Legendary martial artist Bruce Lee is the subject of this thoughtful documentary by Lee aficionado John Little. Using interviews, behind-the-scenes footage and action sequences from Lee's ... See full summary »
Bruce Lee is universally recognized as the pioneer who elevated martial arts in film to an art form, and this documentary will reveal why Bruce Lee's flame burns brighter now than the day ... See full summary »
Fighting sequences and drama of the famed martial arts icon grace this biopic as he goes from Hong Kong, to studying at the University of Washington in Seattle, to California, and the ... See full summary »
While investigating his friend Chin Ku's (Hwang Jang Lee) death, martial artist Billy Lo (Bruce Lee) is killed. His younger brother, Bobby Lo (Kim Tai Chung), investigates both deaths. His search takes him to Japan, where he befriends Lewis (Roy Horan), master of the Castle Of Death. But when Lewis is brutally murdered, Bobby must investigate the mysterious Fan Yu temple, where he must enter an underground pagoda and face off with the most terrifying of enemies.Written by
Some scenes (such as Bobby watching a filmstrip while being briefed on the Palace of Death, and Bobby exploring the palace at night wearing all black) feature costumes and settings identical to those in scenes from Enter the Dragon (1973), indicating that Bruce Lee was originally intended to "star" as the main character throughout via inserts. (In the finished film, footage of Lee is used only for a smaller supporting role as the main character's brother.) See more »
Many, as Bruce Lee's role in this film was composed entirely of archival footage. Most noticeable is when his character visits the Abbot, who alternates between a man with a grey beard and red costume to a man with a white beard and a yellow costume. See more »
A third cut of the film exists, but it is extremely rare. It is the official South Korean print of the film which uses more footage of Korean actors Kim Tai Jong (Lee Chen Chiang/Lee Chen Kuo) and Hwang Jang Lee (Chin Ku), including an extended sword form demonstration with Hwang's character. This cut also downplays the Bruce Lee angle as most of the stock footage featuring Lee has been cut out. Outside of theatrical release, the only confirmed home release of this cut is an old full screen South Korean VHS release. Despite the rarity of the full film, the opening 7+ minutes are available for viewing on YouTube under the title "Tower of Death Korean Version". Whether or not the original widescreen film sources still exist is unknown. See more »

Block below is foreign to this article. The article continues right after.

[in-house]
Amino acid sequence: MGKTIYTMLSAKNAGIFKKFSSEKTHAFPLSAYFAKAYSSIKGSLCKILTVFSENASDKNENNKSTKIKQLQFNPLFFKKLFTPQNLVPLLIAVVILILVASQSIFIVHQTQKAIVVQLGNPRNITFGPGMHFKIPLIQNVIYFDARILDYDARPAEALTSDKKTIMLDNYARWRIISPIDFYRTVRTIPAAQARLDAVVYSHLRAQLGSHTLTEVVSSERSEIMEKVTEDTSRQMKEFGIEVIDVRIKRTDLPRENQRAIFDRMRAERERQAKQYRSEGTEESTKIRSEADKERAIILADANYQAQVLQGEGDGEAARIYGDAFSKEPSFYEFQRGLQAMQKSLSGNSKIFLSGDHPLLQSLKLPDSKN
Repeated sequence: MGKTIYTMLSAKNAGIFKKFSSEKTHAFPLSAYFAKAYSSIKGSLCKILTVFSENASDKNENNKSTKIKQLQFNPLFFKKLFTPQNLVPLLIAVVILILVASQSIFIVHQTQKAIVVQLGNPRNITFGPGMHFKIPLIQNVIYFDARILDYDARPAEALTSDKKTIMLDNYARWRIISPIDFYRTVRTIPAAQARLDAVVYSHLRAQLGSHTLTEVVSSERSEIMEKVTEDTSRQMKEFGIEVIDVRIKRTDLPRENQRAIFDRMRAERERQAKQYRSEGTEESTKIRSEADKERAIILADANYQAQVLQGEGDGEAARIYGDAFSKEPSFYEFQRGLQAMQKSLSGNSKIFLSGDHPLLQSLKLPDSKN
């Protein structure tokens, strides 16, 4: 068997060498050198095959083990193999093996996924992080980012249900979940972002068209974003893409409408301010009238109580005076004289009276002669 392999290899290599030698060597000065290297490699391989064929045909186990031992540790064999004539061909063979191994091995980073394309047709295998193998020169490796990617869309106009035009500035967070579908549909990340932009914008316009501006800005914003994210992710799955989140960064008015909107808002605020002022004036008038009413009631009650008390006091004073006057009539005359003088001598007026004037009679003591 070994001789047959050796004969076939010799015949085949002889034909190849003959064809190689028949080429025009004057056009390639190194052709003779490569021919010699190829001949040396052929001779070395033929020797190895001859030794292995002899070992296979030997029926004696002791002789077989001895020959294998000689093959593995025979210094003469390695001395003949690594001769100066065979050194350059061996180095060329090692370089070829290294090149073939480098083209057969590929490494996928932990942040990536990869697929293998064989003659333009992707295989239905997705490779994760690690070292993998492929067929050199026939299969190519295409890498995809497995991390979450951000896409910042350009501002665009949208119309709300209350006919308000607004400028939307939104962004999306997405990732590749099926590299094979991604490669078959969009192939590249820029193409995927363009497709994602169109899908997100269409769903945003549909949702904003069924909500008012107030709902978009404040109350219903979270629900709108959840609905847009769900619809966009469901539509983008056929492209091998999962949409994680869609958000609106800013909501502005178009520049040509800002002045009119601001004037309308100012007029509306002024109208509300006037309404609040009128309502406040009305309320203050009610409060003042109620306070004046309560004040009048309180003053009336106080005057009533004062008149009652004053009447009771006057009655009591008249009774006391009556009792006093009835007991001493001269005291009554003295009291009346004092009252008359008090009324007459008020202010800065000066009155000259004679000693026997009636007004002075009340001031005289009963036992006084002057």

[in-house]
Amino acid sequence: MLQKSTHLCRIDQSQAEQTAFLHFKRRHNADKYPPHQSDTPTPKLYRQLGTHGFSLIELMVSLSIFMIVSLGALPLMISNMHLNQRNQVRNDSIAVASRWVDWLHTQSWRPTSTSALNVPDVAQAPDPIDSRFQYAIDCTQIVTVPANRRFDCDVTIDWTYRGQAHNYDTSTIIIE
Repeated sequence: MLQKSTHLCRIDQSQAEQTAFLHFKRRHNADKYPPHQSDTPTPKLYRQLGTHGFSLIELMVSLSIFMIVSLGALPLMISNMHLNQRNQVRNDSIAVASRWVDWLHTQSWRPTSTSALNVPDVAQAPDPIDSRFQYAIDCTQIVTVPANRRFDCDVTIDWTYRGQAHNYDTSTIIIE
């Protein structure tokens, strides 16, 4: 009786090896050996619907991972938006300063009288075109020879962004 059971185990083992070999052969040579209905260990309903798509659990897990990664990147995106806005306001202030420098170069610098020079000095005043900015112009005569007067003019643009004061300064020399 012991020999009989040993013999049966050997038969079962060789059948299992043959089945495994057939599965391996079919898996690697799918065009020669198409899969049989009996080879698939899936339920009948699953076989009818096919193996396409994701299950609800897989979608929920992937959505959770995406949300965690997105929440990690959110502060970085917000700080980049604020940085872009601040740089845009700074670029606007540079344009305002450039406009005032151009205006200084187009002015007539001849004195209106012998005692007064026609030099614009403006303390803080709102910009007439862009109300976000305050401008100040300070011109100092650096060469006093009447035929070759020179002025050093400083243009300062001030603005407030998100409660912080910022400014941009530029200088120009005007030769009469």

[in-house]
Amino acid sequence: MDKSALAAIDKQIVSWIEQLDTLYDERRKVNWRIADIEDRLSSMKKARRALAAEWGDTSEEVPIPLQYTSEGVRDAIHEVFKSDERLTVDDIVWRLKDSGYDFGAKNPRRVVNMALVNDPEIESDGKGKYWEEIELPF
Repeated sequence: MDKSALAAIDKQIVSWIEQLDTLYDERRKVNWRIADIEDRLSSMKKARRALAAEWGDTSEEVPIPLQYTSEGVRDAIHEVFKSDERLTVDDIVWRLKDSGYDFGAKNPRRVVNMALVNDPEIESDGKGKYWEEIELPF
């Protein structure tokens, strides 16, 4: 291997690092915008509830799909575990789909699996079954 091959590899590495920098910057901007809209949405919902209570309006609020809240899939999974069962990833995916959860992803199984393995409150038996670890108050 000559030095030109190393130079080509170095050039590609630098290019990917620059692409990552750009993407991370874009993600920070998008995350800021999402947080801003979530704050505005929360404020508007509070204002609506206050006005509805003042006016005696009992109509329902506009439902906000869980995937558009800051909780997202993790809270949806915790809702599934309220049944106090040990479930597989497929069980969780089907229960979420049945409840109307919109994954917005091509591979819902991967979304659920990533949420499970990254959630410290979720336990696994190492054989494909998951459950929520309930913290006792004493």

Er......fancy seeing a movie with a lot of Kung Fu?
STAR RATING:*****Unmissable****Very Good***Okay**You Could Go Out For A Meal Instead*Avoid At All Costs ..........well,if you come across this movie in the video shop or on TV,please don't miss it.There's not just lots and lots of it,but it's also incredibly entertaining ,especially the end showdown,which does however get a bit tiresome as it stretches out a fair bit.Also,this is the most convincing attempt at dubbing in a Lee movie,with you being practically unable to notice that the words aren't coming out the character's mouths properly as they speak.If only similar praise could be given to the plot and the acting which are,unfortunately,exceptionally bad in this film.Still,if you were expecting it to win a 1981 Academy Award (R) for either of these things,you don't really know your martial arts action films that well.***
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